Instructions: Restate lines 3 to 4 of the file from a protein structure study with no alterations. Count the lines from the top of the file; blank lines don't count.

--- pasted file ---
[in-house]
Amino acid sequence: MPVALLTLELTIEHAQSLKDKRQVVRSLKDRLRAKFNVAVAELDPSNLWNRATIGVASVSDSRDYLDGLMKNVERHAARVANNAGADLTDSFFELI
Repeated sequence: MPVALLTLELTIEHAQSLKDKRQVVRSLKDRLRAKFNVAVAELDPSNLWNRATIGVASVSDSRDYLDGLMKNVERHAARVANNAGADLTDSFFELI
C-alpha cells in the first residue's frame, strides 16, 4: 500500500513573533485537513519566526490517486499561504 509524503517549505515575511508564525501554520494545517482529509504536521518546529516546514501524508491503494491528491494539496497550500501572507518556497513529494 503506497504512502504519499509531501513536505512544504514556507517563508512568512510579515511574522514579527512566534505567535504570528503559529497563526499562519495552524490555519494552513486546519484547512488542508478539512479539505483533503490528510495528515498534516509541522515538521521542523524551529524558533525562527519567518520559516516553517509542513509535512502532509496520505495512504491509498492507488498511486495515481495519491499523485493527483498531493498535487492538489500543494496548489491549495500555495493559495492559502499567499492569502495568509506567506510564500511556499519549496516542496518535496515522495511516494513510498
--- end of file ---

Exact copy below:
Repeated sequence: MPVALLTLELTIEHAQSLKDKRQVVRSLKDRLRAKFNVAVAELDPSNLWNRATIGVASVSDSRDYLDGLMKNVERHAARVANNAGADLTDSFFELI
C-alpha cells in the first residue's frame, strides 16, 4: 500500500513573533485537513519566526490517486499561504 509524503517549505515575511508564525501554520494545517482529509504536521518546529516546514501524508491503494491528491494539496497550500501572507518556497513529494 503506497504512502504519499509531501513536505512544504514556507517563508512568512510579515511574522514579527512566534505567535504570528503559529497563526499562519495552524490555519494552513486546519484547512488542508478539512479539505483533503490528510495528515498534516509541522515538521521542523524551529524558533525562527519567518520559516516553517509542513509535512502532509496520505495512504491509498492507488498511486495515481495519491499523485493527483498531493498535487492538489500543494496548489491549495500555495493559495492559502499567499492569502495568509506567506510564500511556499519549496516542496518535496515522495511516494513510498